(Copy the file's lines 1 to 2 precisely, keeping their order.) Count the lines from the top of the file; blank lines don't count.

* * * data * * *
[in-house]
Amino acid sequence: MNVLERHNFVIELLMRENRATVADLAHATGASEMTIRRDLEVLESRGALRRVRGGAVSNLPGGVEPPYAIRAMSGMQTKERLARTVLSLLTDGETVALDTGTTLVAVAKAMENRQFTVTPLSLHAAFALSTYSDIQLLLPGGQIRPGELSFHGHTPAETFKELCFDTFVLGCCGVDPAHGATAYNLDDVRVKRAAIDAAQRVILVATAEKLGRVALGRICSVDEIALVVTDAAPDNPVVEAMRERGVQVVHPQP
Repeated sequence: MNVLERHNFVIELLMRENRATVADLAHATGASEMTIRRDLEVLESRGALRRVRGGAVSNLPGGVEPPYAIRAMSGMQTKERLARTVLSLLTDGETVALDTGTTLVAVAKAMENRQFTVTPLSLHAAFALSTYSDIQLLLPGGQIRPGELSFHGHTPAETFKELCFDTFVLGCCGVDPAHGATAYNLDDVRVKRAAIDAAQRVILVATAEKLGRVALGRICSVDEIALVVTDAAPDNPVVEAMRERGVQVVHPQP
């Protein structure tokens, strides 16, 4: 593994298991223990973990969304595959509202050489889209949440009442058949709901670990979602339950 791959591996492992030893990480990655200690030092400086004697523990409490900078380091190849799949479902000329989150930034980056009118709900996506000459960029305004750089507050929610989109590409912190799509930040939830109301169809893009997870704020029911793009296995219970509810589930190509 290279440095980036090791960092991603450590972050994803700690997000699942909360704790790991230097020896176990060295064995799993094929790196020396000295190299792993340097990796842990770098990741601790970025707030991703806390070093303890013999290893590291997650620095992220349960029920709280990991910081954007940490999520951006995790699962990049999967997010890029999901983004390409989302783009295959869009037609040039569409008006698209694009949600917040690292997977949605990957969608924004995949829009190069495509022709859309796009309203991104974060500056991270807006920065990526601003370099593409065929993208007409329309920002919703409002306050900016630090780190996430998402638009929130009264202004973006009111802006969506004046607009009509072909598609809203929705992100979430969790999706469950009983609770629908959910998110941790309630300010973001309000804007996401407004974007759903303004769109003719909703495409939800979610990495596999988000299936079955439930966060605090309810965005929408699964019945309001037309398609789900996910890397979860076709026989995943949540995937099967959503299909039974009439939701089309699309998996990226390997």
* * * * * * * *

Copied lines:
[in-house]
Amino acid sequence: MNVLERHNFVIELLMRENRATVADLAHATGASEMTIRRDLEVLESRGALRRVRGGAVSNLPGGVEPPYAIRAMSGMQTKERLARTVLSLLTDGETVALDTGTTLVAVAKAMENRQFTVTPLSLHAAFALSTYSDIQLLLPGGQIRPGELSFHGHTPAETFKELCFDTFVLGCCGVDPAHGATAYNLDDVRVKRAAIDAAQRVILVATAEKLGRVALGRICSVDEIALVVTDAAPDNPVVEAMRERGVQVVHPQP